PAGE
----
Corpus of Electronic Texts Edition
The Metrical Dindshenchas (Author: [unknown])

poem/story 9


  1. Here under a hard headstone lies a woman doomed to dark disastrous fate, without fame for happy fortune in return, whose name was Nothain the strong smiter.
  2. She was daughter to Conmaer, doer of deeds unlamented, that blue-clad dark-forked terror: her portion of food was provender for a hundred men, woodland fare in the forest.
  3. Conmaer fared, journeying to his goal, from Crích Berre of the combats, seeking the woman—forbidding was her fame—as far as Cruachan, home of warriors.
  4. Many a step fiercely he strode throughout the vast breadth of Erin: a year he wasted in misery, searching for his daughter.
  5. He found the woman tall and shaggy in a shrouded serried thicket: to the man who longed to see her she was a right horrid and hideous sight.
  6. They passed the length of the night, 'tis truth, the faultless man and brave woman, the two of them together, forspent at their parleying.

  7. p.29

  8. This was the first word she said, the woman who boasted not in flow of words: 'Are they alive, your folk and your own belongings noble of name?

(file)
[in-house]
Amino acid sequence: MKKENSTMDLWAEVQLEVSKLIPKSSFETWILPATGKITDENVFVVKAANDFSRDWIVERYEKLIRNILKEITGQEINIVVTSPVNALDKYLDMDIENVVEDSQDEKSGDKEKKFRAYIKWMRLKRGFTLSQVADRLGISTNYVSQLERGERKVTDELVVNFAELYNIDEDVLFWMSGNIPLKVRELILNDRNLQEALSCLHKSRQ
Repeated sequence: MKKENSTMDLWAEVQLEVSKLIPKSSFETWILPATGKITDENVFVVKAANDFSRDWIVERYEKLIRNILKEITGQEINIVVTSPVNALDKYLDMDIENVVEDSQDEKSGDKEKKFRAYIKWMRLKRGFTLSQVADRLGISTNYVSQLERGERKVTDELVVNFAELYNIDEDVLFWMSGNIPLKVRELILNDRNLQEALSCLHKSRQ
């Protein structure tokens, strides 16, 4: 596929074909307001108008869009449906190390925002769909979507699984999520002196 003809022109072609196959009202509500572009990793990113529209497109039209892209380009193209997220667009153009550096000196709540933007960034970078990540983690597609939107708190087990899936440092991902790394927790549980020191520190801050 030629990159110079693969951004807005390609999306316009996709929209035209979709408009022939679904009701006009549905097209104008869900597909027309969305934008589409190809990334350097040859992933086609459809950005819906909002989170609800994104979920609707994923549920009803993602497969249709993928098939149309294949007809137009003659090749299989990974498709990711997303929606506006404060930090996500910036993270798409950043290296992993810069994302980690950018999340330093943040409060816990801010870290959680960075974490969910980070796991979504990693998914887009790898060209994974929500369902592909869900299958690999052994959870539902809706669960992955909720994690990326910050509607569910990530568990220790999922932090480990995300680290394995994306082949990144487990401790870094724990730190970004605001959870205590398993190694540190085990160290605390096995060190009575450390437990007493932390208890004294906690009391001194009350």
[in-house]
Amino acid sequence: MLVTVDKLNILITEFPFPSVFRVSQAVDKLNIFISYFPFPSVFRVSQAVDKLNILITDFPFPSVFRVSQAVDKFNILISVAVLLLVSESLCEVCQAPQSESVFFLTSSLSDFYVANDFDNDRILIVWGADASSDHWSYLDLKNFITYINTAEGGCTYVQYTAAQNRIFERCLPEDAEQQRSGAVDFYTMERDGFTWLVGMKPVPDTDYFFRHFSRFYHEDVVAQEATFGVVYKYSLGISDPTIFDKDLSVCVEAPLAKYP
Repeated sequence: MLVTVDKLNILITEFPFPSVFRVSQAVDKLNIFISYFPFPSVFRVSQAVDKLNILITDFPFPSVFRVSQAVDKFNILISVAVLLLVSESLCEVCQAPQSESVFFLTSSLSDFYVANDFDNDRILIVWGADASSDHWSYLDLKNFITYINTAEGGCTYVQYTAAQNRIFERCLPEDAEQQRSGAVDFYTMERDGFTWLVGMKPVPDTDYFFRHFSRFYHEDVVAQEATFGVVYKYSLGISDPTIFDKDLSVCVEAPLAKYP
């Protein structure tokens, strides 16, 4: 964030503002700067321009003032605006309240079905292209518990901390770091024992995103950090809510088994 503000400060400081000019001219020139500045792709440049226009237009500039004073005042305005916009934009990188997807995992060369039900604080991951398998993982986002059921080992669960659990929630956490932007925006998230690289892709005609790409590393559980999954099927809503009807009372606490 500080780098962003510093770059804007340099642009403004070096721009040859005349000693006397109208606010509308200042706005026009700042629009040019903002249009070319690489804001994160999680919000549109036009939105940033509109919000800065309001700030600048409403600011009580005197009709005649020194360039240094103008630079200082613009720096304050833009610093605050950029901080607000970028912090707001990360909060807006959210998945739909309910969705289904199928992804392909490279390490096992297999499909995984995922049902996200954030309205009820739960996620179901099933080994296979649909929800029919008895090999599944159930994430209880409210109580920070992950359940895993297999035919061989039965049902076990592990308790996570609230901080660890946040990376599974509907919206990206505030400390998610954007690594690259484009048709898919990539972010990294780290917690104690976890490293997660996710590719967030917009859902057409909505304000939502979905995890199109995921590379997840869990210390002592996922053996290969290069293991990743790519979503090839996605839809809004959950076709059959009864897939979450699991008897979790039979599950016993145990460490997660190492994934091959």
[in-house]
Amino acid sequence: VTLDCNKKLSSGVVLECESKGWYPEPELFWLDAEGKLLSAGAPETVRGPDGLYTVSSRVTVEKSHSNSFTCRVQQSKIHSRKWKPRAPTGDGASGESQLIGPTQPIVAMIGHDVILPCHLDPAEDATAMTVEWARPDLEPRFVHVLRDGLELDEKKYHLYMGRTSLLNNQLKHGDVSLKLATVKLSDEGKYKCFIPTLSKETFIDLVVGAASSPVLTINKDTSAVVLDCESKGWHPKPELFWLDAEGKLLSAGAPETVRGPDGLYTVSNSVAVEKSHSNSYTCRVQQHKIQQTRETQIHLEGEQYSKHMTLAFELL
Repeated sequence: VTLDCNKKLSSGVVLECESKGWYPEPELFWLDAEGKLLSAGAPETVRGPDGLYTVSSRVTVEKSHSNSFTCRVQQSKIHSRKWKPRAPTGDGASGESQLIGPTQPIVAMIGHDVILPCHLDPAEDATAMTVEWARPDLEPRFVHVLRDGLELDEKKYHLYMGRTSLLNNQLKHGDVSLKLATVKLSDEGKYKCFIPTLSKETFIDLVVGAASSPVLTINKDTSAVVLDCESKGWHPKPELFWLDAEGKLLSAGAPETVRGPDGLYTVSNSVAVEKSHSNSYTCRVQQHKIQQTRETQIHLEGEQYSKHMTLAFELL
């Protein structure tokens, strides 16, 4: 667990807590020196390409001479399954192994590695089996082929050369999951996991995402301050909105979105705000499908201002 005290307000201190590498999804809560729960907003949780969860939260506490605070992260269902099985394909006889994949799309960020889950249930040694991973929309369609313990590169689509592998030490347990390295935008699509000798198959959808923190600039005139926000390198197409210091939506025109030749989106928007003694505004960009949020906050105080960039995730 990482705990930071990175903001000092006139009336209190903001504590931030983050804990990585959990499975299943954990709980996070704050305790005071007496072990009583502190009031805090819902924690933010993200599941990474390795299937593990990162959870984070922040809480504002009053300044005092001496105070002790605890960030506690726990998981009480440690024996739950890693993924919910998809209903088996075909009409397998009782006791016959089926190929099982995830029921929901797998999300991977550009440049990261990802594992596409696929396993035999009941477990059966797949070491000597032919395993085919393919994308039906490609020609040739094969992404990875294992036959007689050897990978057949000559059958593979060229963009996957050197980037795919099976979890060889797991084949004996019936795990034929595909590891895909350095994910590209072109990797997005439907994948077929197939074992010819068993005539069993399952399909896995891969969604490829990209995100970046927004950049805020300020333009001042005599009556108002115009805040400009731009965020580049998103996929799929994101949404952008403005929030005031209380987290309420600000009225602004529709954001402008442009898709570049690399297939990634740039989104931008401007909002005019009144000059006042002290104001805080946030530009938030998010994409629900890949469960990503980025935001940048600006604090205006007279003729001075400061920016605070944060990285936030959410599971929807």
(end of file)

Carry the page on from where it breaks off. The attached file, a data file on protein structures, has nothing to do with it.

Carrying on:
9. ‘My nurse, my lady mother, my sister, my brother hot of mood, and all my friends at Druim Cain, are they still with thee, O Conmaer?’
  10. ‘Of all thy friends,’ said dark Conmaer, ‘that thou sawest in thy western home, none is left in their strong habitations but myself, tall daughter mine!’
  11. Then spake the virtuous lady her quick answer, ill-boding: ‘Woe worth the cause! its issue shall be that Nothain shall not survive them.’
  12. ‘Thrice fifty years, tell it forth!—nothing short and nothing over—have I been sheltering from grove to grove, nor ever seen expanse of level land.’
  13. ‘Let me go with thee to-morrow to Mag nÁrach, variously beautiful,—my span of life lasts no longer—till thou set up my warrior-stone.’

  14. p.31

  15. Death seized her—it was no deed of glory—through the tale her father told: the woman lies, in darkness undeserved, under a hard headstone.
  16. This is the cause whereof comes the name ‘Lia Nothain’, beyond dispute: hence in our dwellings her name endures, though she is dead.
  17. Save me from sorrow and suffering, O King whitely fair, truly radiant! let me not be sorrowful in yon session hereafter, when I have praised every one that is here!